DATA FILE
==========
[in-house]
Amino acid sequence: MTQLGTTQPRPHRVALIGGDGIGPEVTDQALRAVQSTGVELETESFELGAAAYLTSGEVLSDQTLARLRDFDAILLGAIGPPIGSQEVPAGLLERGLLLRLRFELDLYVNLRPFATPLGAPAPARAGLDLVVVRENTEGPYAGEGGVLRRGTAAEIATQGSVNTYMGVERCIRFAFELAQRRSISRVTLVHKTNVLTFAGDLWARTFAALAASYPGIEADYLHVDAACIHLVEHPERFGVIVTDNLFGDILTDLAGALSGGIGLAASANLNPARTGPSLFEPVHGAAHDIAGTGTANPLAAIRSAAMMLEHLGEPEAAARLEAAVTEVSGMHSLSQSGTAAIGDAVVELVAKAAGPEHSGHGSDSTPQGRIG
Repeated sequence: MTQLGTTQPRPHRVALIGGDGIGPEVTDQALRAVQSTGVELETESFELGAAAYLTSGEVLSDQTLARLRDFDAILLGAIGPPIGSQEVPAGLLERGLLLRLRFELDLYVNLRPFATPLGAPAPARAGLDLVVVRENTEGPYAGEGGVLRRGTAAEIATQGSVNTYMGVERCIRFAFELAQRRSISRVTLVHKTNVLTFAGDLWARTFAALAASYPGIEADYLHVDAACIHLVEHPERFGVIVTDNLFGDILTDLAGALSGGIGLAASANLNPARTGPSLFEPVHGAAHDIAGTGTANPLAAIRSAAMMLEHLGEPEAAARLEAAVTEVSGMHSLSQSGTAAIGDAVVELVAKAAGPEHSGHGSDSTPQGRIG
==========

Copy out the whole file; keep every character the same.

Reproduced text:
[in-house]
Amino acid sequence: MTQLGTTQPRPHRVALIGGDGIGPEVTDQALRAVQSTGVELETESFELGAAAYLTSGEVLSDQTLARLRDFDAILLGAIGPPIGSQEVPAGLLERGLLLRLRFELDLYVNLRPFATPLGAPAPARAGLDLVVVRENTEGPYAGEGGVLRRGTAAEIATQGSVNTYMGVERCIRFAFELAQRRSISRVTLVHKTNVLTFAGDLWARTFAALAASYPGIEADYLHVDAACIHLVEHPERFGVIVTDNLFGDILTDLAGALSGGIGLAASANLNPARTGPSLFEPVHGAAHDIAGTGTANPLAAIRSAAMMLEHLGEPEAAARLEAAVTEVSGMHSLSQSGTAAIGDAVVELVAKAAGPEHSGHGSDSTPQGRIG
Repeated sequence: MTQLGTTQPRPHRVALIGGDGIGPEVTDQALRAVQSTGVELETESFELGAAAYLTSGEVLSDQTLARLRDFDAILLGAIGPPIGSQEVPAGLLERGLLLRLRFELDLYVNLRPFATPLGAPAPARAGLDLVVVRENTEGPYAGEGGVLRRGTAAEIATQGSVNTYMGVERCIRFAFELAQRRSISRVTLVHKTNVLTFAGDLWARTFAALAASYPGIEADYLHVDAACIHLVEHPERFGVIVTDNLFGDILTDLAGALSGGIGLAASANLNPARTGPSLFEPVHGAAHDIAGTGTANPLAAIRSAAMMLEHLGEPEAAARLEAAVTEVSGMHSLSQSGTAAIGDAVVELVAKAAGPEHSGHGSDSTPQGRIG